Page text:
Teatro Español y Naves del Español
Living Arts International Gathering Africa Moment'21 celebrates this year its 5th edition in the cities of Madrid and Barcelona, an unprecedented edition with a double itinerary, which presents proposals of great innovation and artistic quality by leading figures on the...
6 > 22€
Tuesday to Sunday / 7pm
The great Italian philosopher Giorgio Agamben says that Neapolitans are experts on holding broken things together; on keeping a broken family, neighbourhood, community, country, or continent together. Eduardo de Filippo tells us about this and more in a work written and premiered at the end of World War II.
Naples, 1942: a city like so many others where there is also a war underway between dignity and destitution. Under such harsh survival conditions, who can resist the arguments of material and moral bankruptcy? How is it possible to sustain and endure a life continually threatened by fascism, bombings, hunger, poverty, sickness, and a lack of the most basic goods? And all of this at a time of desperate vitality and love of life, within the tragedy inherent in living in times of war, of war’s aftermath, of epidemics. This is an exaltation of play, poetry, and humour; of the personal ethics personified by Gennaro/Eduardo. As all great comics have known, a lack of material things is the script for true comedy.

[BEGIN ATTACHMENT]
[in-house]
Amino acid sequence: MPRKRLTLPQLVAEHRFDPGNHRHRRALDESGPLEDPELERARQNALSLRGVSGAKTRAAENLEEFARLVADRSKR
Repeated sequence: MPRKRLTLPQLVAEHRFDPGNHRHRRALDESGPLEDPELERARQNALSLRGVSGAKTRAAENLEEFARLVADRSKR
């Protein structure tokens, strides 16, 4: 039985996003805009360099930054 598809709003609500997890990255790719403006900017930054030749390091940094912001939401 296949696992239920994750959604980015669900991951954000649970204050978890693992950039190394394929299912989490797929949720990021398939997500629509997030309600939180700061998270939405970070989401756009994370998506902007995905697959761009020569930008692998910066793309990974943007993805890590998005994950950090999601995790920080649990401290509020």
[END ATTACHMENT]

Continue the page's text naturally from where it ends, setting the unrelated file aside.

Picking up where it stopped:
Strehler, another great, said in a posthumous tribute that Eduardo's work pays homage to the exemplary nature of simple, ordinary people who, through their actions, illustrate the way to good democratic traditions.Antonio Simón
¡Nápoles millonaria! [Napoli Milionaria!] is one of Eduardo de Filippo’s finest creations and a landmark in 20th century European dramaturgy. It is a work about the need to recover human values. It talks about very specific things –World War II, the city of Naples and the working-class Iovine family – but everything that happens is timeless and universal. Any war is a period of darkness. We only think about survival, about ourselves and our own aims. Other people don’t count. When this happens, we have to stop, reflect, search our conscience and try to start over and patch up mistakes and wounds. “Wait until morning” are the famous closing words of the work. For Eduardo, the only salvation for human beings is “doing good.” We are all in the same boat and, sooner or later – no one knows when – we will need help from someone. In the end, in his comedies and tragedies, Eduardo remains a secular humanist. He looks for forgiveness, hope and light in the midst of darkness... He seeks redemption and peace, because, as he so aptly puts it: “The war is not over”.Juan Asperilla
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